FIG. 2 is a block diagram of an audio module 110 shown in FIG. 1C, which includes a digital sound processing (DSP) module or decoder 202 and one or more amplifiers 204, 206, 208. The DSP module 202 extracts a plurality of channels from the audio signal 108 received from the input source 102. Depending on the channel format available from the input source 102, the DSP module 202 processes the audio signal into the selected channel configuration, such as Dolby Digital, DTS, SRS or other. The DSP may further process control information such as equalizer information, volume or other signal processing information.

In the exemplary home theater system 100 illustrated in FIGS. 1C and 2, the DSP module 202 extracts six audio channels from the audio signal 108. The DSP module 202 can further create or derive additional audio channels or virtual channels from the discrete audio channels depending on the surround sound format. Discrete audio channels are unique channels with respect to the other channels received from the same input source 102. Virtual or derived audio channels are created from the discrete audio channels. An exemplary virtual surround sound format is Sound Retrieval System (SRS). SRS make use of only a left channel and a right channel to create an acoustic effect which emulates a surround sound format.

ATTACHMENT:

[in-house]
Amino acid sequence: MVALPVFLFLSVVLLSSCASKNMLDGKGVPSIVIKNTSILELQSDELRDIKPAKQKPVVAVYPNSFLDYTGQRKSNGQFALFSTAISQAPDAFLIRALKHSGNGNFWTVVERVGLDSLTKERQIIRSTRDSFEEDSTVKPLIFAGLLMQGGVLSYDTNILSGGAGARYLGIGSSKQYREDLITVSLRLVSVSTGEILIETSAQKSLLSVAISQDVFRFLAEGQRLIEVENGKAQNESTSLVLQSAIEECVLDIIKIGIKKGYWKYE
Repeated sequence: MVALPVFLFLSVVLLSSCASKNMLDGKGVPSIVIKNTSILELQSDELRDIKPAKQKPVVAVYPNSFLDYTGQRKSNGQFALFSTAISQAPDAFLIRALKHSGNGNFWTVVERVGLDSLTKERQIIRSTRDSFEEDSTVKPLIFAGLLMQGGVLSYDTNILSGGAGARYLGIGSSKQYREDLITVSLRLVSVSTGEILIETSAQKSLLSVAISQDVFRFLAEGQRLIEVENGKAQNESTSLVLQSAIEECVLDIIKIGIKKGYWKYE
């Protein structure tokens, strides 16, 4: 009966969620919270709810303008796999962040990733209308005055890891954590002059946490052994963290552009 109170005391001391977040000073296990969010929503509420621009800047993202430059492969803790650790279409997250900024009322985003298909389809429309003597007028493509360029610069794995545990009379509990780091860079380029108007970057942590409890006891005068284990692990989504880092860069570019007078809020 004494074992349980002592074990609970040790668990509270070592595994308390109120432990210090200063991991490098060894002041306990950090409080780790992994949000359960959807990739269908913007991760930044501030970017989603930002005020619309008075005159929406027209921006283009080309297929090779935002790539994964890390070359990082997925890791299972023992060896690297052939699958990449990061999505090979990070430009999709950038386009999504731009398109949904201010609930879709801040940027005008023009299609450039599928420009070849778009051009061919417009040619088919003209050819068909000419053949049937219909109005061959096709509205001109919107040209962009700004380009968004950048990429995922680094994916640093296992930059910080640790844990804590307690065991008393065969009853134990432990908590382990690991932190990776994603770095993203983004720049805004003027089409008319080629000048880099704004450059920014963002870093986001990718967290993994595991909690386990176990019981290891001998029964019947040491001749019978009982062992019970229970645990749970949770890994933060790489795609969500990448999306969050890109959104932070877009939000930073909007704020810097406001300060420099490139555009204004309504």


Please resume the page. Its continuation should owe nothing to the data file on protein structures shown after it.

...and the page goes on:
Depending on the surround sound format desired, a corresponding number of loudspeakers and channels of amplification may be employed. Preferably, amplification of audio channels destined for loudspeakers located near the front of the listening area is performed by the audio module 110. Such an arrangement prevents routing speaker wires across the listening area.

Preferably, the subwoofer loudspeaker 132 performs amplification of audio channels destined for loudspeakers located near the back of the listening area. Since the subwoofer loudspeaker 132 requires a power cord for amplification of the subwoofer channel, the addition of amplifiers to the subwoofer loudspeaker 132 for the rear-left and rear-right channels allows the rear-left and rear-right loudspeakers 144, 138 to be placed in the listening area away from power plugs. In this way, the rear-left and rear-right loudspeakers 144, 138 do not require internal amplification.